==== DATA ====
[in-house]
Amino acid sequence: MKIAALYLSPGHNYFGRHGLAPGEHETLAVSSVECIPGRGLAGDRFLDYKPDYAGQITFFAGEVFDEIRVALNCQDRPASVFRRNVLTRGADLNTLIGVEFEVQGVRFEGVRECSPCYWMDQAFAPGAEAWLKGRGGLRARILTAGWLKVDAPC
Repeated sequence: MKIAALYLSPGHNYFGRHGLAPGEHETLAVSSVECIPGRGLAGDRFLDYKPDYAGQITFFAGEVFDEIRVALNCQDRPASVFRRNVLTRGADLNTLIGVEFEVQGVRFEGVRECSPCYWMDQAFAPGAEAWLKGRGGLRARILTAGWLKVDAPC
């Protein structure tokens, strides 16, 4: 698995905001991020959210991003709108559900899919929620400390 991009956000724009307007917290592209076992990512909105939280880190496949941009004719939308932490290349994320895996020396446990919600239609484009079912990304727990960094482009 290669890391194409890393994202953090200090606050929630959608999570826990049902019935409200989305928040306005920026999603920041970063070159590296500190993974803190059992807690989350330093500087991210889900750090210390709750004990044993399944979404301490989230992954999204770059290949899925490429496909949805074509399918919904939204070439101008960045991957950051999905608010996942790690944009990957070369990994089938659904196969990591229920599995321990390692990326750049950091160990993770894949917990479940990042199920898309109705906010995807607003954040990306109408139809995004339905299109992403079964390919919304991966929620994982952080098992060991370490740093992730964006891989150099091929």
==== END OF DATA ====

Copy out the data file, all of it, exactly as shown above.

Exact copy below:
[in-house]
Amino acid sequence: MKIAALYLSPGHNYFGRHGLAPGEHETLAVSSVECIPGRGLAGDRFLDYKPDYAGQITFFAGEVFDEIRVALNCQDRPASVFRRNVLTRGADLNTLIGVEFEVQGVRFEGVRECSPCYWMDQAFAPGAEAWLKGRGGLRARILTAGWLKVDAPC
Repeated sequence: MKIAALYLSPGHNYFGRHGLAPGEHETLAVSSVECIPGRGLAGDRFLDYKPDYAGQITFFAGEVFDEIRVALNCQDRPASVFRRNVLTRGADLNTLIGVEFEVQGVRFEGVRECSPCYWMDQAFAPGAEAWLKGRGGLRARILTAGWLKVDAPC
């Protein structure tokens, strides 16, 4: 698995905001991020959210991003709108559900899919929620400390 991009956000724009307007917290592209076992990512909105939280880190496949941009004719939308932490290349994320895996020396446990919600239609484009079912990304727990960094482009 290669890391194409890393994202953090200090606050929630959608999570826990049902019935409200989305928040306005920026999603920041970063070159590296500190993974803190059992807690989350330093500087991210889900750090210390709750004990044993399944979404301490989230992954999204770059290949899925490429496909949805074509399918919904939204070439101008960045991957950051999905608010996942790690944009990957070369990994089938659904196969990591229920599995321990390692990326750049950091160990993770894949917990479940990042199920898309109705906010995807607003954040990306109408139809995004339905299109992403079964390919919304991966929620994982952080098992060991370490740093992730964006891989150099091929």